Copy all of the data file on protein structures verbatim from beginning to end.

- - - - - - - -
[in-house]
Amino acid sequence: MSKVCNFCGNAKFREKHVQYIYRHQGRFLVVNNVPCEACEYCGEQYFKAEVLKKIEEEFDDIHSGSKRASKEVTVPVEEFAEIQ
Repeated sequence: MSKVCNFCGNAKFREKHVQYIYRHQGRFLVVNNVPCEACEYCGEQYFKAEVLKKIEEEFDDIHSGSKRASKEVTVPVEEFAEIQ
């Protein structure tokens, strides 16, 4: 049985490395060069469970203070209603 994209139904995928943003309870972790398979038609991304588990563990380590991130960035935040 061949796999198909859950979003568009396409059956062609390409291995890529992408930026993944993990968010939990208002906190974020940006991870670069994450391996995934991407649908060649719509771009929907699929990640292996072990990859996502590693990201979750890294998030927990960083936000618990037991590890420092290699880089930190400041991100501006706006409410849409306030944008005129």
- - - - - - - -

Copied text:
[in-house]
Amino acid sequence: MSKVCNFCGNAKFREKHVQYIYRHQGRFLVVNNVPCEACEYCGEQYFKAEVLKKIEEEFDDIHSGSKRASKEVTVPVEEFAEIQ
Repeated sequence: MSKVCNFCGNAKFREKHVQYIYRHQGRFLVVNNVPCEACEYCGEQYFKAEVLKKIEEEFDDIHSGSKRASKEVTVPVEEFAEIQ
């Protein structure tokens, strides 16, 4: 049985490395060069469970203070209603 994209139904995928943003309870972790398979038609991304588990563990380590991130960035935040 061949796999198909859950979003568009396409059956062609390409291995890529992408930026993944993990968010939990208002906190974020940006991870670069994450391996995934991407649908060649719509771009929907699929990640292996072990990859996502590693990201979750890294998030927990960083936000618990037991590890420092290699880089930190400041991100501006706006409410849409306030944008005129």